Aquaponics = aquaculture (the raising of edible fish) + hydroponics (growing vegetables and herbs without soil).
Per square foot, it is the most productive form of agriculture on the planet and is an example of a living machine: a self-sufficient assembly of plants and animals that functions like an ecosystem, producing food for people without creating waste products or pollution.
Here’s how the system works:
Ammonia-rich fish waste accumulates in the fish tank, potentially toxic to the fish, making them inedible for human beings. The waste water from the tank is pumped into a flood tank. When enough water has accumulated, the tank releases this nutrient-rich water into grow beds of an assortment of plants. Bacteria, cultured in the grow beds, breaks down the ammonia by a biological process into nitrites and then nitrates, which the plants feed on. The plants help filter the water, which is then aerated and pumped back into the fish tank, for the process to repeat itself.
It’s just a darn good way to grow food! Here’s why “we aquaponic!”
Water Conservation: Aquaponics uses 90% less water than traditional farming. Water and nutrients are recycled in a closed-loop fashion which conserves water. The minimal use of water means Aquaponics is the answer for drought stricken environments. It’s like the oasis in the desert.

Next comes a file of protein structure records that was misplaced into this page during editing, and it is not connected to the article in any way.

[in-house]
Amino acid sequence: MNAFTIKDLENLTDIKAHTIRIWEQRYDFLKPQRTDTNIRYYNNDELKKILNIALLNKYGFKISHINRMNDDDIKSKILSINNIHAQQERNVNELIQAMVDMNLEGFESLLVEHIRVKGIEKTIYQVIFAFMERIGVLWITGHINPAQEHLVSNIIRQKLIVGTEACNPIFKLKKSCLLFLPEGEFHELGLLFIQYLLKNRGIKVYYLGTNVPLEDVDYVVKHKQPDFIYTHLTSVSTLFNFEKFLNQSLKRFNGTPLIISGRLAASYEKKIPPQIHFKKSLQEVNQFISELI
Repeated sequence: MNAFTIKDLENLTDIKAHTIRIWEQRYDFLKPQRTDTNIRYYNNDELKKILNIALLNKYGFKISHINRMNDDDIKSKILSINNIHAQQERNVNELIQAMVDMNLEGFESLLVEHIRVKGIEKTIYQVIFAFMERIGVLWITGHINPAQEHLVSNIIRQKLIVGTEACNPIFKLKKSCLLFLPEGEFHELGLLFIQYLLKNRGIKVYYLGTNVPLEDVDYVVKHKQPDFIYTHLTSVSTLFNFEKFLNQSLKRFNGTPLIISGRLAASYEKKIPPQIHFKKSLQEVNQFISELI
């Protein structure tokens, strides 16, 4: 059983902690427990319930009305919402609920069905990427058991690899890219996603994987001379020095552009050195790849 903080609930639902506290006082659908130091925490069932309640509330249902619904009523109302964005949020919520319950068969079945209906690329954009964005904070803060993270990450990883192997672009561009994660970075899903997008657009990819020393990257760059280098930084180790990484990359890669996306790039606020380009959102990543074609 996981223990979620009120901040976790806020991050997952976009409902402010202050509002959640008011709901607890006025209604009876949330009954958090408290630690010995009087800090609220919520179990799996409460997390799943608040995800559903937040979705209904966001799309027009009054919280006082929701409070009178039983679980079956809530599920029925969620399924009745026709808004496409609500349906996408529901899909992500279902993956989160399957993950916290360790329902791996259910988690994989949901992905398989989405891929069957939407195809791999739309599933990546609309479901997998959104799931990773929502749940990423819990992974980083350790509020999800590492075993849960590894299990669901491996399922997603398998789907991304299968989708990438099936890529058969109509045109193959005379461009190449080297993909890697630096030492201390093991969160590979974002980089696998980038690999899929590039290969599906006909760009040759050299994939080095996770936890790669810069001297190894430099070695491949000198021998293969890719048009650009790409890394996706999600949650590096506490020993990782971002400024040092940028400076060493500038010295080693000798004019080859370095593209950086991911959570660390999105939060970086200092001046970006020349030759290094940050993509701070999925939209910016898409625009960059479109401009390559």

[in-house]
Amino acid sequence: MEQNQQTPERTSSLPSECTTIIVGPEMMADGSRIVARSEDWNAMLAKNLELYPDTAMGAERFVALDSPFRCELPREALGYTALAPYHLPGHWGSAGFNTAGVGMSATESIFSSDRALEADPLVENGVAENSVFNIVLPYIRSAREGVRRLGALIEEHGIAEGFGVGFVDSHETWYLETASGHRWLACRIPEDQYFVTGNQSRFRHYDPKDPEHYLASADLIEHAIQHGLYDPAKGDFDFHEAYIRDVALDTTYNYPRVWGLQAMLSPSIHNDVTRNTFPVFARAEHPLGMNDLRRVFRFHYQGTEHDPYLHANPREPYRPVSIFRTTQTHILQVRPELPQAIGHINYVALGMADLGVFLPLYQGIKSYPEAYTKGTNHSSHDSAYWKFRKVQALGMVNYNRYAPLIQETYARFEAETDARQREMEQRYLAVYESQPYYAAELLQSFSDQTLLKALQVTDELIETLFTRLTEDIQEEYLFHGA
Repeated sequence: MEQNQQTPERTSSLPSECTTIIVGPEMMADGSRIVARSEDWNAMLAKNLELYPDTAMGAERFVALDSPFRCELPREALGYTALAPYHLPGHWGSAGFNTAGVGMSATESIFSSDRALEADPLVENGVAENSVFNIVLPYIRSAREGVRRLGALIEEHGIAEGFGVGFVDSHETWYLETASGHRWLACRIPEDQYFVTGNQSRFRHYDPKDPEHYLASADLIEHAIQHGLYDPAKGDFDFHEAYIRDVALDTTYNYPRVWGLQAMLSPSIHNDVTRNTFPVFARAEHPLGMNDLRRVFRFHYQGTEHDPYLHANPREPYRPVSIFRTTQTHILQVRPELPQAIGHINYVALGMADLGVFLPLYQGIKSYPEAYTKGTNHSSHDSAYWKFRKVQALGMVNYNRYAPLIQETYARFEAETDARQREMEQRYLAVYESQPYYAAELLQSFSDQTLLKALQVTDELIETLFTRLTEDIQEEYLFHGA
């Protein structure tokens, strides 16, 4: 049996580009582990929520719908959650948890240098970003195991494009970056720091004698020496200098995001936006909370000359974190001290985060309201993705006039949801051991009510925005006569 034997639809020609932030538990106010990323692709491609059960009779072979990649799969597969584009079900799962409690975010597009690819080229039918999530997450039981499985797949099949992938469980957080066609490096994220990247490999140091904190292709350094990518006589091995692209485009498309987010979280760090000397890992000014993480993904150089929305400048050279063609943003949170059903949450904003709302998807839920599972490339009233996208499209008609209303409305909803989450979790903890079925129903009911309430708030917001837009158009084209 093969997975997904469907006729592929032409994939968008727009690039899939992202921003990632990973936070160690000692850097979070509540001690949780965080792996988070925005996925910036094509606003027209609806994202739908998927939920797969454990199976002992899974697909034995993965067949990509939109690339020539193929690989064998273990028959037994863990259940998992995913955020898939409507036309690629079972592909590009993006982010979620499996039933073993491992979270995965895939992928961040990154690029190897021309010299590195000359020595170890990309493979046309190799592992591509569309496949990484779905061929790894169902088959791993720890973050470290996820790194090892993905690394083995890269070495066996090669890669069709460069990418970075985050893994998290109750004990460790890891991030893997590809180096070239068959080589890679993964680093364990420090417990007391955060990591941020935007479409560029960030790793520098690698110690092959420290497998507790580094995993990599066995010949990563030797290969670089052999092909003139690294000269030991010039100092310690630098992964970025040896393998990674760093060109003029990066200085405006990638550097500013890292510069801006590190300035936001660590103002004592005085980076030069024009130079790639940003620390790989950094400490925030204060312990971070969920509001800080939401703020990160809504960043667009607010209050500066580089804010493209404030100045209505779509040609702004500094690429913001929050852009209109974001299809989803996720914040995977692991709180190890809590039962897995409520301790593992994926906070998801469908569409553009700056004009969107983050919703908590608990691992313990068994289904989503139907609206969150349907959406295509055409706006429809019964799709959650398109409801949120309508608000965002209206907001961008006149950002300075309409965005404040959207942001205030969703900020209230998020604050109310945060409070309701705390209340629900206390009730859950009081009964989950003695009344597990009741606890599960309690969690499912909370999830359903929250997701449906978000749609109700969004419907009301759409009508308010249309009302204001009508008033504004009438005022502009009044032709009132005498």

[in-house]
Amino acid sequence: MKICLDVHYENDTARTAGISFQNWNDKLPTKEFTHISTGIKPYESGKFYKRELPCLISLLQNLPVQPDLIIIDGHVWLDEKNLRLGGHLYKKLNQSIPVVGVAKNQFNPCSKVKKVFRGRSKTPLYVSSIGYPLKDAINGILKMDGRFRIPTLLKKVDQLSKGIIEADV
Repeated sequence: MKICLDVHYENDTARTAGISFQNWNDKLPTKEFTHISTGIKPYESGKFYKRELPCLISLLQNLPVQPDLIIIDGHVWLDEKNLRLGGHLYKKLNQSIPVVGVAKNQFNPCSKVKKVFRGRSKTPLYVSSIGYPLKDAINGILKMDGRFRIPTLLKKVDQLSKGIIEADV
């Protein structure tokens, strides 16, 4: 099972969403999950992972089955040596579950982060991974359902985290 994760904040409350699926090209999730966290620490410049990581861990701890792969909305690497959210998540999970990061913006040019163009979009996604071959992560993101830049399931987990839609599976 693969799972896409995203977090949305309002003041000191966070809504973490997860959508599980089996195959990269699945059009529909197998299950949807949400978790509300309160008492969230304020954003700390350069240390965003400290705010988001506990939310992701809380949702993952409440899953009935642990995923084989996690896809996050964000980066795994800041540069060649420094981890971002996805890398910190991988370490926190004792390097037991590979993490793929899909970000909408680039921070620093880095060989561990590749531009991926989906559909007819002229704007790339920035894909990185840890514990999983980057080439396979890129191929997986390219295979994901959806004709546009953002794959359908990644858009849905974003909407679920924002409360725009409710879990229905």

we can’t use chemical pesticides of any kind or our fish would die, period.
The huge benefit of aquaponic growing is that it grows 100% chemical free, all natural produce. If any chemical or synthetic pesticides, herbicides, or fertilizers are used, the fish could die, effectively killing the system. There is no question that aquaponically grown food is chemical free as it cannot be cheated. Even most approved organic pesticides could kill the fish.
For the commercial farmer, aquaponics produces two streams of income, fish and veggies, rather than just one.
It boasts the benefits for both aquaculture and hydroponic operations. The integration of the two eliminates costly practices in either one. One of the biggest costs in an aquaculture operation is filtering the water free of ammonia, nitrite and nitrate accumulations. However when combined with hydroponics, the plants are the sole source of filtration as well as a great source of income. When compared to hydroponics, aquaponics doesn’t require system to purges or dumps or use expensive chemicals that must be constantly replenished to grow the food.